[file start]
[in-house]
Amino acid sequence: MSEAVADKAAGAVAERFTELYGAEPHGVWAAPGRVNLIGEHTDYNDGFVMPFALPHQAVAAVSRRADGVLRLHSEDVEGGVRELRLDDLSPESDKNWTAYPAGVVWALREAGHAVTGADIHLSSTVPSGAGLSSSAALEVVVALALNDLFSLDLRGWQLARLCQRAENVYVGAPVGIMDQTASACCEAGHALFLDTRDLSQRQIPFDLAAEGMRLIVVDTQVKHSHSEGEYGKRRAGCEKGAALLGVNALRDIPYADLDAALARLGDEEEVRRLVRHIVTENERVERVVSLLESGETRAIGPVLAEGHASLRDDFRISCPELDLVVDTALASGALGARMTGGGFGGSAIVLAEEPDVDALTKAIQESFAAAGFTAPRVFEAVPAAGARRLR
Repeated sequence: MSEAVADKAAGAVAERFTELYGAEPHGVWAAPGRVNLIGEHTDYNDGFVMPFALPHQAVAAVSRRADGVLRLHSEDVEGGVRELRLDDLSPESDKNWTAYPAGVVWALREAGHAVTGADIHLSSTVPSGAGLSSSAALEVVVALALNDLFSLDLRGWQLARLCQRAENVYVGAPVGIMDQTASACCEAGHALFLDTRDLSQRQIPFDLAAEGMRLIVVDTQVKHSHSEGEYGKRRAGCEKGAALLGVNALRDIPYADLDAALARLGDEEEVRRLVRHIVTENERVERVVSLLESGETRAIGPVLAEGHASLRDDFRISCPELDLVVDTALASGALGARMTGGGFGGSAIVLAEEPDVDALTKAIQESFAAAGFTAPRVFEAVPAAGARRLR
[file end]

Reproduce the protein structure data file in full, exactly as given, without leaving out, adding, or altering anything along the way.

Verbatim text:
[in-house]
Amino acid sequence: MSEAVADKAAGAVAERFTELYGAEPHGVWAAPGRVNLIGEHTDYNDGFVMPFALPHQAVAAVSRRADGVLRLHSEDVEGGVRELRLDDLSPESDKNWTAYPAGVVWALREAGHAVTGADIHLSSTVPSGAGLSSSAALEVVVALALNDLFSLDLRGWQLARLCQRAENVYVGAPVGIMDQTASACCEAGHALFLDTRDLSQRQIPFDLAAEGMRLIVVDTQVKHSHSEGEYGKRRAGCEKGAALLGVNALRDIPYADLDAALARLGDEEEVRRLVRHIVTENERVERVVSLLESGETRAIGPVLAEGHASLRDDFRISCPELDLVVDTALASGALGARMTGGGFGGSAIVLAEEPDVDALTKAIQESFAAAGFTAPRVFEAVPAAGARRLR
Repeated sequence: MSEAVADKAAGAVAERFTELYGAEPHGVWAAPGRVNLIGEHTDYNDGFVMPFALPHQAVAAVSRRADGVLRLHSEDVEGGVRELRLDDLSPESDKNWTAYPAGVVWALREAGHAVTGADIHLSSTVPSGAGLSSSAALEVVVALALNDLFSLDLRGWQLARLCQRAENVYVGAPVGIMDQTASACCEAGHALFLDTRDLSQRQIPFDLAAEGMRLIVVDTQVKHSHSEGEYGKRRAGCEKGAALLGVNALRDIPYADLDAALARLGDEEEVRRLVRHIVTENERVERVVSLLESGETRAIGPVLAEGHASLRDDFRISCPELDLVVDTALASGALGARMTGGGFGGSAIVLAEEPDVDALTKAIQESFAAAGFTAPRVFEAVPAAGARRLR